“How did you get into this?” This is a common question we receive from patients, along with “How long did you have to go to school for this?”. It’s a good question, as there are so many different paths available just within the healthcare field itself, and each one has their own requirements for education and training. It can be a long journey to become a healthcare professional, and it takes planning to know the time and effort will be worth it, so we do things like shadowing different professions to see what interests us. We are often drawn to things that resonate with us, and I’d say that’s the case for many who enter the physical therapy field. Here are some traits that are common among physical therapists.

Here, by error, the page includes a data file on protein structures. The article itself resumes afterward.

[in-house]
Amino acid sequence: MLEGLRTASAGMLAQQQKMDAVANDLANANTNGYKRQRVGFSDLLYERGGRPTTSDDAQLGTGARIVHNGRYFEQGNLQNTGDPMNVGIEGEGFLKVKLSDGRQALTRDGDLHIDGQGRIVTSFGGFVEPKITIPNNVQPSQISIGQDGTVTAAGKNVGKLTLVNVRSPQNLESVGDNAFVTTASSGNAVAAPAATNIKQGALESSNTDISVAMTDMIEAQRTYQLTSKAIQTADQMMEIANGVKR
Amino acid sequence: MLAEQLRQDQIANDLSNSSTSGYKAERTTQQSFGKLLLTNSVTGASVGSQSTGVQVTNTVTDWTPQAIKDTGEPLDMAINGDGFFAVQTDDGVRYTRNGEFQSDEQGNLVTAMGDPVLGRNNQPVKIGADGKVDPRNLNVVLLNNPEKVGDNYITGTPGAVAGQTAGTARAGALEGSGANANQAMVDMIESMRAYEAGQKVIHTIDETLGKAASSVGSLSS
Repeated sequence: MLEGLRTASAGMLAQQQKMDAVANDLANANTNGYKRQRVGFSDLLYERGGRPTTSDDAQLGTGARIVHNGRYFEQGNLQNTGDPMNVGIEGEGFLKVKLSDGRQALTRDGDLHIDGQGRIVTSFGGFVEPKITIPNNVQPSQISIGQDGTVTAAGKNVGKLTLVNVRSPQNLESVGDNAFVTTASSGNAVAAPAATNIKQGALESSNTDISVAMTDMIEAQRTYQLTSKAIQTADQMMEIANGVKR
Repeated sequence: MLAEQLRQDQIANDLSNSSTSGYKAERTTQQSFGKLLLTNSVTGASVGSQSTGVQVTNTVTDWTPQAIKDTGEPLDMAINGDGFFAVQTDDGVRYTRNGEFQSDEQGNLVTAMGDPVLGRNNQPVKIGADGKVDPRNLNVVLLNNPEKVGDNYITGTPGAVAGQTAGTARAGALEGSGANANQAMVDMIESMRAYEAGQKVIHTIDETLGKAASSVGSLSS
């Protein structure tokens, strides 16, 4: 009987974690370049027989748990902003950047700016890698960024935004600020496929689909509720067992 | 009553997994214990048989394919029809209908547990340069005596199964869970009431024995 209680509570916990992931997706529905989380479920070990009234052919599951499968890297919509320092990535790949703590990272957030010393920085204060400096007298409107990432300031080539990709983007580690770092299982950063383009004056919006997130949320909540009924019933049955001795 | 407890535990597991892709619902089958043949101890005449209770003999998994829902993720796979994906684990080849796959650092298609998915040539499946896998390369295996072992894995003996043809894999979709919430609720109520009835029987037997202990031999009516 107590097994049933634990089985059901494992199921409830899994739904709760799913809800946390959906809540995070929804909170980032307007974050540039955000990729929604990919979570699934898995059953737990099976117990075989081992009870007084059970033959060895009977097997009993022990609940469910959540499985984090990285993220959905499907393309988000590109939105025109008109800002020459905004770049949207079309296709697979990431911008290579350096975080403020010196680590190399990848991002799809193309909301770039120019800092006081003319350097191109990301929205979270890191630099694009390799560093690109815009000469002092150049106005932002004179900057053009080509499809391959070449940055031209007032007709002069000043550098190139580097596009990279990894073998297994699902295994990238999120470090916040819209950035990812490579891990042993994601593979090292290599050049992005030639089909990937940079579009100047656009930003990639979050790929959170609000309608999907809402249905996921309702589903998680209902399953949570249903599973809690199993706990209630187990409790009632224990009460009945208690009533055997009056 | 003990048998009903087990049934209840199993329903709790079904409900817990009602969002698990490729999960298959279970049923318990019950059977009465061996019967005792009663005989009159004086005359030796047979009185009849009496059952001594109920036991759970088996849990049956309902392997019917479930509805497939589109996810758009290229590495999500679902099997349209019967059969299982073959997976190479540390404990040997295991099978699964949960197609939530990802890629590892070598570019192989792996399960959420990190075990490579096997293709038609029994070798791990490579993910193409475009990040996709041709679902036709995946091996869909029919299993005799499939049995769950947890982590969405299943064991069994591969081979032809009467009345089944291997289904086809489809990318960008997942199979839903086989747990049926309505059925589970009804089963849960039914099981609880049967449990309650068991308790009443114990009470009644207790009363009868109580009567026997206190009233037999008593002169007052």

Many people have heard of “no pain, no gain”, but it’s easy to follow this motto down the wrong road. Pain can mean a lot of different things to different people. What is felt can vary greatly, but common descriptions of pain include “ache, sore, sharp, stabbing, burning, shock/electric”, just to name a few. Pain tolerance can also vary from low to high. On top of that, past experiences affect how we experience pain, with traumatic events or persistent pain sometimes magnifying what people are experiencing. But pain is also used to describe what we feel during exercise, despite exercise being good for us. So that begs the question, is pain good or bad?